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Tampa honors first female and Hispanic city clerk

“Little by little, the town that was Tampa grew and grew and so did the women’s movement,” Frances Henriquez said Tuesday in receiving the Josephine Howard Stafford Memorial Award.

EVE EDELHEIT | Times

“Little by little, the town that was Tampa grew and grew and so did the women’s movement,” Frances Henriquez said Tuesday in receiving the Josephine Howard Stafford Memorial Award.

TAMPA — She remembers walking into the city clerk's office 60 years ago and being greeted by a staff composed entirely of men.

Frances Henriquez couldn't imagine then that she would later serve as Tampa city clerk for 20 years, have the city archives named after her and, on Tuesday morning, listen as Mayor Bob Buckhorn presented her with the Josephine Howard Stafford Memorial Award for outstanding service to the city.

"Little by little, the town that was Tampa grew and grew and so did the women's movement," Henriquez, 83, said Tuesday. "Now the only thing left that a woman hasn't been elected or been appointed to is the president of the United States."

The award was given as part of the city's 18th Annual Women's History Month Celebration. Established in 1997, the Josephine Howard Stafford Memorial Award is presented to a current or former city female employee who demonstrates outstanding commitment to her position and the community. Stafford had served as assistant city attorney for 24 years.

This is the third year that the celebration has included a women's appreciation award for MacDill Air Force base. This year's honoree was Col. Elizabeth Decker, 6th Medical Operations Squadron commander.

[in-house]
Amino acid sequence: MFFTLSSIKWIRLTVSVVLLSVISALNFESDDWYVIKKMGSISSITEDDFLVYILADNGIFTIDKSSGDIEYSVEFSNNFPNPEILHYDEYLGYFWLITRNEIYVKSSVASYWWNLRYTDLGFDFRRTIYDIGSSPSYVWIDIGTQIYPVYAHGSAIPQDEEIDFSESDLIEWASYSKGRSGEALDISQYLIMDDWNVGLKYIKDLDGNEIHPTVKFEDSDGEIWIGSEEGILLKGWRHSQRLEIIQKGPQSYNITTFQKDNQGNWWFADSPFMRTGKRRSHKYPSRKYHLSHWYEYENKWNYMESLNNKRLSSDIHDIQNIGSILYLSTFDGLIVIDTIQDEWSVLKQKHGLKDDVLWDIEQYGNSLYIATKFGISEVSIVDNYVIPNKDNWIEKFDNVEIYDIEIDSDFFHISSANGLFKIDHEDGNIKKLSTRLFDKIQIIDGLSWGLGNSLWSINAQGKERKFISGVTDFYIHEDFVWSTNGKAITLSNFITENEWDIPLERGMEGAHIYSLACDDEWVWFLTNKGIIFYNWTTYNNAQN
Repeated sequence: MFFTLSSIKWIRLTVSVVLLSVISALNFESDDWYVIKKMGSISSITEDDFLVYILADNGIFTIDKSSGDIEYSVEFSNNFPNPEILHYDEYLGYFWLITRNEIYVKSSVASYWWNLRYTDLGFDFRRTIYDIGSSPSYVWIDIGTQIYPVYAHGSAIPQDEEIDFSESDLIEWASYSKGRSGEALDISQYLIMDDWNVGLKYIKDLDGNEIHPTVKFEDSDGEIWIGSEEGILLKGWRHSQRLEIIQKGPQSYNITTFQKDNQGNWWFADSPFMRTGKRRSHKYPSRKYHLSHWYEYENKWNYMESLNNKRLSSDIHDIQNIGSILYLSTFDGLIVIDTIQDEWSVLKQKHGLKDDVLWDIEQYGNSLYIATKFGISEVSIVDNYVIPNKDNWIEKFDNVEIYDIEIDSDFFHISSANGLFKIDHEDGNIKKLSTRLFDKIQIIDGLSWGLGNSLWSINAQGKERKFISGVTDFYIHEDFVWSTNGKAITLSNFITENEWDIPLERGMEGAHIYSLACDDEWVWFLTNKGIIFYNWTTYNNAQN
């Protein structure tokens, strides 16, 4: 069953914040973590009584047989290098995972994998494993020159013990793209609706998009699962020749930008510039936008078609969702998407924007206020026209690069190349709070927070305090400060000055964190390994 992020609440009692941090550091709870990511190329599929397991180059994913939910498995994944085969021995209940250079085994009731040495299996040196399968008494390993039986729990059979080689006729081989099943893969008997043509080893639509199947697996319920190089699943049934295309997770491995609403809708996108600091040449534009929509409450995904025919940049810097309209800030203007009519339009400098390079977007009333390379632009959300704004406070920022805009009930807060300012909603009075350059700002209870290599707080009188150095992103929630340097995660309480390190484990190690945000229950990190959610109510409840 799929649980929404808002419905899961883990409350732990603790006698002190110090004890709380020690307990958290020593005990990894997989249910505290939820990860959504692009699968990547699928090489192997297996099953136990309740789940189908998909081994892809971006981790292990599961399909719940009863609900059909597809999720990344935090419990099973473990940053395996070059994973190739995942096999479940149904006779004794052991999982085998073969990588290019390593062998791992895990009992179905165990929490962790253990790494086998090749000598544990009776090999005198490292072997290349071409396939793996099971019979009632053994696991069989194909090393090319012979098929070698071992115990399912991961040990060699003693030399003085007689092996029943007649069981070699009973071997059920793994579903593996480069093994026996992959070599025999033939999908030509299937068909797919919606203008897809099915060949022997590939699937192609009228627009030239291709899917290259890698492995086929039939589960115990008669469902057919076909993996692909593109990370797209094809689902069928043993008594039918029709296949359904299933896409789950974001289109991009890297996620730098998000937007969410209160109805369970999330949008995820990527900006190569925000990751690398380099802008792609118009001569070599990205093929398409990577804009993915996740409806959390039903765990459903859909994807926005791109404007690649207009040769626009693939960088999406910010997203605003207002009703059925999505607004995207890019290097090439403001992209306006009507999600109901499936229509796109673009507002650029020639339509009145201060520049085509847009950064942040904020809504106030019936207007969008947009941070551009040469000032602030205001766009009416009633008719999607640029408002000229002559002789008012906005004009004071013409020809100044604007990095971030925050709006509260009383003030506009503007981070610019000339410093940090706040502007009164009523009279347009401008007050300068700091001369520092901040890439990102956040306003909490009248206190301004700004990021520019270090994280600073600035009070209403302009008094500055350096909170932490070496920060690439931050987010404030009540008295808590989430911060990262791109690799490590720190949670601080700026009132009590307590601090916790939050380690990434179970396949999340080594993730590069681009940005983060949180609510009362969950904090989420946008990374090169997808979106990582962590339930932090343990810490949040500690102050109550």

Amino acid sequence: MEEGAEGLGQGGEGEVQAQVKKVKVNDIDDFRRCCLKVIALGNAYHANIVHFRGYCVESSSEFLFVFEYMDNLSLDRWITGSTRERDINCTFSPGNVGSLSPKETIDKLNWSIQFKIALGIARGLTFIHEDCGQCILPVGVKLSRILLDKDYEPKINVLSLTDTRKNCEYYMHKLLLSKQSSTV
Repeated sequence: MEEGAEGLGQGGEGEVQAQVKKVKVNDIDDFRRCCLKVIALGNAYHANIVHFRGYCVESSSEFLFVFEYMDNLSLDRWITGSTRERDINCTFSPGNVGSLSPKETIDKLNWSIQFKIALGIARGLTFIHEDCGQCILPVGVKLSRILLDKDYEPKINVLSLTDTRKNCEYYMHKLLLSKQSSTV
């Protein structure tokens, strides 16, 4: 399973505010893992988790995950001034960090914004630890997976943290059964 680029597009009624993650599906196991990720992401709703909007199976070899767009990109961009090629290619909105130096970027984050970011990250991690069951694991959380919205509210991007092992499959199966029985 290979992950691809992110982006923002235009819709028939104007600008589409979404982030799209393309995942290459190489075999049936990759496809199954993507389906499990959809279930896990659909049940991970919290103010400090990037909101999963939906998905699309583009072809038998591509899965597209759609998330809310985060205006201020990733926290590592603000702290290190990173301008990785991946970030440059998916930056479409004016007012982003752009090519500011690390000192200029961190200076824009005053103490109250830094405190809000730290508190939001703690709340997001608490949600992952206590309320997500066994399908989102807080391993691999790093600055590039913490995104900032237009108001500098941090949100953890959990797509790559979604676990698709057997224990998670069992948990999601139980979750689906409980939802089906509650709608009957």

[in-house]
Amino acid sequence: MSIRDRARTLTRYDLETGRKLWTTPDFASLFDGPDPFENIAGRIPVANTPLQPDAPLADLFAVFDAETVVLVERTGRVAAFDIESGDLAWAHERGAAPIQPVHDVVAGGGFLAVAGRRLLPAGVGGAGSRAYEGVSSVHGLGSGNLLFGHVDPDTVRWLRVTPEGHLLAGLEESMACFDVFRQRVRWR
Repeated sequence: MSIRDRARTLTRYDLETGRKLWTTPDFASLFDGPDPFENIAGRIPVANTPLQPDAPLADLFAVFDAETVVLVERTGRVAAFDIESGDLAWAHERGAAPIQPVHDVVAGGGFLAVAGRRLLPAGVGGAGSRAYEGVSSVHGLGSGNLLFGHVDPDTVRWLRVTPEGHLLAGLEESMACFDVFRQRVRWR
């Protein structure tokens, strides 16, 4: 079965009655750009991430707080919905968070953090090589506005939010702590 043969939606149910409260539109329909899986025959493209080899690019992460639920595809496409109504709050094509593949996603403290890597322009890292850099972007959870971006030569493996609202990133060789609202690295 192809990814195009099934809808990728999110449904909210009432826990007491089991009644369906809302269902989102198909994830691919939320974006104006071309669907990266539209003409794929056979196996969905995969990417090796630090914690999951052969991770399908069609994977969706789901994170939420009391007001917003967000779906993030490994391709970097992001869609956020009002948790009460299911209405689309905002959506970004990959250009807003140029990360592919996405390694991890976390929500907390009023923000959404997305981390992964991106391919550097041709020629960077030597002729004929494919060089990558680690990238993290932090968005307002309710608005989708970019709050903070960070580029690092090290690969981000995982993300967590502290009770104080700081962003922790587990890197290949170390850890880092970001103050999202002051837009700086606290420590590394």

In past years, the committee relied on nominations from city employees for the Stafford award, committee chairwoman Jillian Howard said. However, committee members discovered there were still many "firsts" within the city they needed to recognize themselves — such as Henriquez's status as the first female and first Hispanic city clerk.

During her tenure, Tampa was the first Florida city to create a municipal archive, and the Archives and Records Services was later named in her honor. Henriquez was also the last city clerk elected to the office, after which it became appointed.

"This award means a lot to me, not so much for me, but for the people that are going to follow me," Henriquez said. "Who would've thought when I first walked into the city clerk's office 60 years ago that I would be sitting here receiving all this love from all of these people?"

Buckhorn reminisced about getting to know Henriquez when he served as the mayor's administrative assistant.

"Frances knew me when I was a young whippersnapper, and she sort of took care of me and protected me and she made me look good," Buckhorn said.

Buckhorn said it is important to continue to recognize outstanding service of women to the city, especially as they lay the groundwork for the next generation, including his two daughters.

Howard said it is refreshing to live in a city that's nurturing of women and the diversity they bring to public service.

"It's no longer a man's world," Howard said. "It's a woman standing by a man and sometimes leading a man. We are the frontier of a great nation just because the city of Tampa is a location where women can be nurtured into CFOs and CEOs and presidents of companies, not just mothers."

Caitlin Johnston can be reached at cjohnston@tampabay.com or (813) 661-2443.

Tampa honors first female and Hispanic city clerk 03/04/14 [Last modified: Wednesday, March 5, 2014 8:23am]
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